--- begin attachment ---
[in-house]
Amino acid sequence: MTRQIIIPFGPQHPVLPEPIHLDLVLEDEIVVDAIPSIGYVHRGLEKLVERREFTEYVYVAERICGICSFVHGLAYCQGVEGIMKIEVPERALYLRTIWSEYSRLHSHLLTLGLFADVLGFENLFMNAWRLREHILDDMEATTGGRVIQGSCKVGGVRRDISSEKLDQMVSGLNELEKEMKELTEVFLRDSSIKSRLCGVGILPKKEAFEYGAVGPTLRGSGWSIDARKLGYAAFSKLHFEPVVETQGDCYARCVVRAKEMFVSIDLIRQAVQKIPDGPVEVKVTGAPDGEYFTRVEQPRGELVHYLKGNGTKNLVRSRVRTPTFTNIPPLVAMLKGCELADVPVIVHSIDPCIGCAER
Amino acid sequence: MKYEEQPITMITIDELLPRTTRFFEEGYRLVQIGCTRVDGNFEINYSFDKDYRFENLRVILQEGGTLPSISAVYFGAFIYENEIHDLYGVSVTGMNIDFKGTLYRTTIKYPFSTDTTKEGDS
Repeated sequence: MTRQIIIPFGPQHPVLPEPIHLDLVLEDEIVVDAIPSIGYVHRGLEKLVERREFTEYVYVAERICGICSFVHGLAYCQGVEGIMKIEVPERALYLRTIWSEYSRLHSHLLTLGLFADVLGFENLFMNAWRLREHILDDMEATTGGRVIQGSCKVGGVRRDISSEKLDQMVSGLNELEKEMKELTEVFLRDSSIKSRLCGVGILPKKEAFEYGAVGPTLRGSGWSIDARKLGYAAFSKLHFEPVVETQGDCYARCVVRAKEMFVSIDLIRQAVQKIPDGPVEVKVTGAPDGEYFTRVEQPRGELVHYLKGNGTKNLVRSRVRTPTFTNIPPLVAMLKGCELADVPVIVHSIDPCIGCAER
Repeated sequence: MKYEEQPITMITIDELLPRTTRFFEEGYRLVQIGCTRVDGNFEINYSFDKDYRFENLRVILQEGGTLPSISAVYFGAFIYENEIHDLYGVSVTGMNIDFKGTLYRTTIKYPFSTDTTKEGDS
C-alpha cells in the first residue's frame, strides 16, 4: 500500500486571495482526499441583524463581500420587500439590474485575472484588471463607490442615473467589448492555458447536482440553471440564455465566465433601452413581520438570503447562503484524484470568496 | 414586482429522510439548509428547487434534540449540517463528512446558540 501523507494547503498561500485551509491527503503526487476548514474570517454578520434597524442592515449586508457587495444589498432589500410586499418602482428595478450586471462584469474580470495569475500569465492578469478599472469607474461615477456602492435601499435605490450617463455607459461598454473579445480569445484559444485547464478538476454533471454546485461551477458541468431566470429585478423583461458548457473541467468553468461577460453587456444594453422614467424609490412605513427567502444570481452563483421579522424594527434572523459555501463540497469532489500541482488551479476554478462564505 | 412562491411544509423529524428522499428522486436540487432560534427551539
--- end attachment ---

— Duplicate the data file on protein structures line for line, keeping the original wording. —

[in-house]
Amino acid sequence: MTRQIIIPFGPQHPVLPEPIHLDLVLEDEIVVDAIPSIGYVHRGLEKLVERREFTEYVYVAERICGICSFVHGLAYCQGVEGIMKIEVPERALYLRTIWSEYSRLHSHLLTLGLFADVLGFENLFMNAWRLREHILDDMEATTGGRVIQGSCKVGGVRRDISSEKLDQMVSGLNELEKEMKELTEVFLRDSSIKSRLCGVGILPKKEAFEYGAVGPTLRGSGWSIDARKLGYAAFSKLHFEPVVETQGDCYARCVVRAKEMFVSIDLIRQAVQKIPDGPVEVKVTGAPDGEYFTRVEQPRGELVHYLKGNGTKNLVRSRVRTPTFTNIPPLVAMLKGCELADVPVIVHSIDPCIGCAER
Amino acid sequence: MKYEEQPITMITIDELLPRTTRFFEEGYRLVQIGCTRVDGNFEINYSFDKDYRFENLRVILQEGGTLPSISAVYFGAFIYENEIHDLYGVSVTGMNIDFKGTLYRTTIKYPFSTDTTKEGDS
Repeated sequence: MTRQIIIPFGPQHPVLPEPIHLDLVLEDEIVVDAIPSIGYVHRGLEKLVERREFTEYVYVAERICGICSFVHGLAYCQGVEGIMKIEVPERALYLRTIWSEYSRLHSHLLTLGLFADVLGFENLFMNAWRLREHILDDMEATTGGRVIQGSCKVGGVRRDISSEKLDQMVSGLNELEKEMKELTEVFLRDSSIKSRLCGVGILPKKEAFEYGAVGPTLRGSGWSIDARKLGYAAFSKLHFEPVVETQGDCYARCVVRAKEMFVSIDLIRQAVQKIPDGPVEVKVTGAPDGEYFTRVEQPRGELVHYLKGNGTKNLVRSRVRTPTFTNIPPLVAMLKGCELADVPVIVHSIDPCIGCAER
Repeated sequence: MKYEEQPITMITIDELLPRTTRFFEEGYRLVQIGCTRVDGNFEINYSFDKDYRFENLRVILQEGGTLPSISAVYFGAFIYENEIHDLYGVSVTGMNIDFKGTLYRTTIKYPFSTDTTKEGDS
C-alpha cells in the first residue's frame, strides 16, 4: 500500500486571495482526499441583524463581500420587500439590474485575472484588471463607490442615473467589448492555458447536482440553471440564455465566465433601452413581520438570503447562503484524484470568496 | 414586482429522510439548509428547487434534540449540517463528512446558540 501523507494547503498561500485551509491527503503526487476548514474570517454578520434597524442592515449586508457587495444589498432589500410586499418602482428595478450586471462584469474580470495569475500569465492578469478599472469607474461615477456602492435601499435605490450617463455607459461598454473579445480569445484559444485547464478538476454533471454546485461551477458541468431566470429585478423583461458548457473541467468553468461577460453587456444594453422614467424609490412605513427567502444570481452563483421579522424594527434572523459555501463540497469532489500541482488551479476554478462564505 | 412562491411544509423529524428522499428522486436540487432560534427551539